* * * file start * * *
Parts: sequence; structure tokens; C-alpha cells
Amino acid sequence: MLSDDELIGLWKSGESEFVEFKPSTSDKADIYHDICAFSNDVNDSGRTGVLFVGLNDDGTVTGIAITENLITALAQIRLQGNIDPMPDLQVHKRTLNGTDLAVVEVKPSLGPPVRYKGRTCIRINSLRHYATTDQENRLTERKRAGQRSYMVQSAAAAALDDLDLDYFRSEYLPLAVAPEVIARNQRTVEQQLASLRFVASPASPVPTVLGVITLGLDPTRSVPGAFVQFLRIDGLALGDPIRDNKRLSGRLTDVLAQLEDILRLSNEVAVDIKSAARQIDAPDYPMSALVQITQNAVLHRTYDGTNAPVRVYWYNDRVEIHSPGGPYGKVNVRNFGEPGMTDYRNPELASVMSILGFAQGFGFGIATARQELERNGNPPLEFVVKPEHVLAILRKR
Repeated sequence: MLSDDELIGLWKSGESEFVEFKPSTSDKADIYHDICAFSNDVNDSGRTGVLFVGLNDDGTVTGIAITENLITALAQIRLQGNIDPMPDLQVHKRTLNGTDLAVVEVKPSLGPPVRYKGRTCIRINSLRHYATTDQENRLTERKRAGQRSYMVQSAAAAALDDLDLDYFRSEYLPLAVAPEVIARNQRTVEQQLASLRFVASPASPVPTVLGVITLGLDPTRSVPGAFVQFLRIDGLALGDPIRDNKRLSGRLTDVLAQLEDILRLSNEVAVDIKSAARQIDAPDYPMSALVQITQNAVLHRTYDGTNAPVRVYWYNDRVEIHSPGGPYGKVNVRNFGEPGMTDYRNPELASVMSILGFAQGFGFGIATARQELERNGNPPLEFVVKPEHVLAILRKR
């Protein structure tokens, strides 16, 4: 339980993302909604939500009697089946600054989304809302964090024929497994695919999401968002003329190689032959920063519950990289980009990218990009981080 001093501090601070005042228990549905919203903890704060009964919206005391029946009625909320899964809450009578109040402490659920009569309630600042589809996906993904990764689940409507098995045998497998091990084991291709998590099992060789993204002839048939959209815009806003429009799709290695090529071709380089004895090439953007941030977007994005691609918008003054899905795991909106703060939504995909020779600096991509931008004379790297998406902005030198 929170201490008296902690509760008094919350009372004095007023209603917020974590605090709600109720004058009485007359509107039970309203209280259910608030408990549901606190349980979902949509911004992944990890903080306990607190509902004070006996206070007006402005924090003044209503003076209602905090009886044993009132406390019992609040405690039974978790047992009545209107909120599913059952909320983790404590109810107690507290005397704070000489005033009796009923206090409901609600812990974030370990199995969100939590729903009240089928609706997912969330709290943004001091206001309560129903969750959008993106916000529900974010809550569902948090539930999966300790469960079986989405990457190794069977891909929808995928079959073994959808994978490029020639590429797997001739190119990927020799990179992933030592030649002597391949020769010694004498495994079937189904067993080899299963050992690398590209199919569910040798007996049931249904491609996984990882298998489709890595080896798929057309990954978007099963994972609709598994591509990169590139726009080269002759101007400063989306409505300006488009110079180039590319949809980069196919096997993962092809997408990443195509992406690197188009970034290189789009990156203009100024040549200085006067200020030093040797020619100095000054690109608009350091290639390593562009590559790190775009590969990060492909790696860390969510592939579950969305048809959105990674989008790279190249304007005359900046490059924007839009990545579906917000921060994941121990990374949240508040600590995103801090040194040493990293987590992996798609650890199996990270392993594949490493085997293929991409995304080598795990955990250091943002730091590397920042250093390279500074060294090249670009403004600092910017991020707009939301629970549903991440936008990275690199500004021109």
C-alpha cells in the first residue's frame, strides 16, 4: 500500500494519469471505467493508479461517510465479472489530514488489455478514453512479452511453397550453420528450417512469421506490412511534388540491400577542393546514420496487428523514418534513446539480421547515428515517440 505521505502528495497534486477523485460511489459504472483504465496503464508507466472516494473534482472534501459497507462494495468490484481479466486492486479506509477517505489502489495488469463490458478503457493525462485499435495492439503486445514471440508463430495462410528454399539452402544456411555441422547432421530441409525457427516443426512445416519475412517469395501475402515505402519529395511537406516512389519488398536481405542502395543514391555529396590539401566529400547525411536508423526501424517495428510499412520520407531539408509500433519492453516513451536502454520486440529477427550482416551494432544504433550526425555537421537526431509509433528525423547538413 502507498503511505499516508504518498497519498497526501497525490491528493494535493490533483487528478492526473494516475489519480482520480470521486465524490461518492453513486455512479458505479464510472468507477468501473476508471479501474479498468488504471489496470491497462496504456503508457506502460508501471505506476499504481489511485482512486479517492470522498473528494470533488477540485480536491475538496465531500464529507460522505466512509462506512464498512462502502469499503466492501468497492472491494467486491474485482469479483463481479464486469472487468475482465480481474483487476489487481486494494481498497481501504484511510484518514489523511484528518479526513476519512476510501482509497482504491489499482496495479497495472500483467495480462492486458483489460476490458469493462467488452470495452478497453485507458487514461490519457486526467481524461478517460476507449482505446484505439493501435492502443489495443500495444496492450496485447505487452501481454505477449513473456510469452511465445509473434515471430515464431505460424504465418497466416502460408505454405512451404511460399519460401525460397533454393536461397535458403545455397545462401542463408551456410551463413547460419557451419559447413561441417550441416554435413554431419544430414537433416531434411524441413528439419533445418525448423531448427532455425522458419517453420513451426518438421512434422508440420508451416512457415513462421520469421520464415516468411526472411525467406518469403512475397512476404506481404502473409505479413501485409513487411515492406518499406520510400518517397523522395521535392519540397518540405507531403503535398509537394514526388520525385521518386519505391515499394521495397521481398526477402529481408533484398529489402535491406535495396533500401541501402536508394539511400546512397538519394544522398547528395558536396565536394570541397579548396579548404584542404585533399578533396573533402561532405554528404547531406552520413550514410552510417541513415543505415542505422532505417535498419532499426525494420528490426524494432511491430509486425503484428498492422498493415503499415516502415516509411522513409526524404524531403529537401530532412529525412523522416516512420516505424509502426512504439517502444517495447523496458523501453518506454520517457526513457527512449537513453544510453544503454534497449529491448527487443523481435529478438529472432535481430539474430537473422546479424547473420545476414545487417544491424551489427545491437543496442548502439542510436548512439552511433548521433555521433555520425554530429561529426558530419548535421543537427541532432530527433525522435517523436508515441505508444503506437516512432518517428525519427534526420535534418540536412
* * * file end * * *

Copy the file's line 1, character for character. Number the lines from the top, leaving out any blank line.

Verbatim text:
Parts: sequence; structure tokens; C-alpha cells